Went to see “The Artist” last night, and absolutely loved the movie. Whatever hype it has engendered is in my opinion well-deserved. This movie is first and foremost a story, and a story well-told, and told in the primordial language of cinema. By restricting themselves to the visual medium, the film-makers require the actors to provide essentially everything with their faces and their bodies. The time is 1927 until the mid 30′s, the time of transition from the silent era to the talkies. George Valentin, a thinly disguised Rudolph Valentino, is the king of the silents, a man whose good looks and charm and incredible smile makes him the idol of the day. In the very opening moments, during a photo session on the streets of Hollywood, he and a young actress, Pepper Miller, are accidentally thrown together. Pictures of them make headlines, and he gives her a break and a small part in his new movie. She sets out on the path to a starring career. George, however, though he doesn’t realize it, is about to see his career eclipsed. The talkies catapult her onto the marquee; they doom Valentin to obscurity. But both feel that something exists between them, a bond, and unspoken vow of love.
There are inevitable comparisons to “A Star Is Born”, but without the tragedy. Ultimately, “The Artist” is a comedy. What sets it apart is the beautiful way in which it tells its story. The black and white cinematography etches it on the screen, which is also vintage: narrower than we’re accustomed to, it focuses the action. But always, there are the faces telling the story. Midway through the film, Pepper, in an interview, makes a disparaging remark, saying that the public wants to hear the actors, they they are tired of seeing them mug on the screen, exaggerating every emotion and subtext. But it is just this motif that makes the film endearing. These are truly expressive people. Keanu Reeves would be hard-pressed to make this movie. But we can tell almost everything John Goodman (a Hollywood producer in the film) means whenever he roars at the camera. And the star, Jean Dujardin, has one of the most expressive faces I’ve ever seen. He, and the actress playing Pepper, were a constant joy to watch.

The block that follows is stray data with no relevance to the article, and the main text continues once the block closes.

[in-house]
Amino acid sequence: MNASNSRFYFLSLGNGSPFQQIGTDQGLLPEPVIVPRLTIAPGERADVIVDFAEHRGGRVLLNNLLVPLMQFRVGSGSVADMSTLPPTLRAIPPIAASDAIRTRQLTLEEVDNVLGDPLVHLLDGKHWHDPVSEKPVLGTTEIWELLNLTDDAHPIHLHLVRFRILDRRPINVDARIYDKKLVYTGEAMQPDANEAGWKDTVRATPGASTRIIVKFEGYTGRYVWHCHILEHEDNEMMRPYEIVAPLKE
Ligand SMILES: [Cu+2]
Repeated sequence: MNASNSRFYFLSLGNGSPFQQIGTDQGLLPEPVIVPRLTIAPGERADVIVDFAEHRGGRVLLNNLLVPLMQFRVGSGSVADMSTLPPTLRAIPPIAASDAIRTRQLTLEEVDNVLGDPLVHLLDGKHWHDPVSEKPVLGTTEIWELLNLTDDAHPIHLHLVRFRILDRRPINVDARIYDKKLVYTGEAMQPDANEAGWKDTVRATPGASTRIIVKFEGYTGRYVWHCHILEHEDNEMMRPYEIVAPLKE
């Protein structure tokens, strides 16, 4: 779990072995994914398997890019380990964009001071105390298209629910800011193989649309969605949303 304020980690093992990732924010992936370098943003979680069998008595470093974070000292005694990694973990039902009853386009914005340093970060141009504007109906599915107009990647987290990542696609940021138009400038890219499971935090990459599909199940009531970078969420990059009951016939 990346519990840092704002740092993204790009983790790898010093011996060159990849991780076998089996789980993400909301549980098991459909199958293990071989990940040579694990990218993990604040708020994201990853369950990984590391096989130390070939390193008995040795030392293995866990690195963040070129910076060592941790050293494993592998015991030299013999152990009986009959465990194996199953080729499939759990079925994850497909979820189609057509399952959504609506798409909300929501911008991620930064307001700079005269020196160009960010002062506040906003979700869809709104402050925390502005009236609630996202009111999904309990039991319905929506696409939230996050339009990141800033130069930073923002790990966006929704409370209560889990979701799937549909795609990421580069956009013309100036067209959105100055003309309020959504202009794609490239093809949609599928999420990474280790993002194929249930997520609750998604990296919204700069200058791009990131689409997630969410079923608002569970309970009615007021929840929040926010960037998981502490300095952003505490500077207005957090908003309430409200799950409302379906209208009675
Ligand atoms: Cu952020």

Whether you like it or not probably depends on what you bring to the theatre, as is often the case. But if you love a great story, told with beautiful cinematography and exquisite attention to detail, my guess is you’ll love “The Artist”. It’s the kind of show that just makes you feel really good inside.
© 2012 Chuck Puckett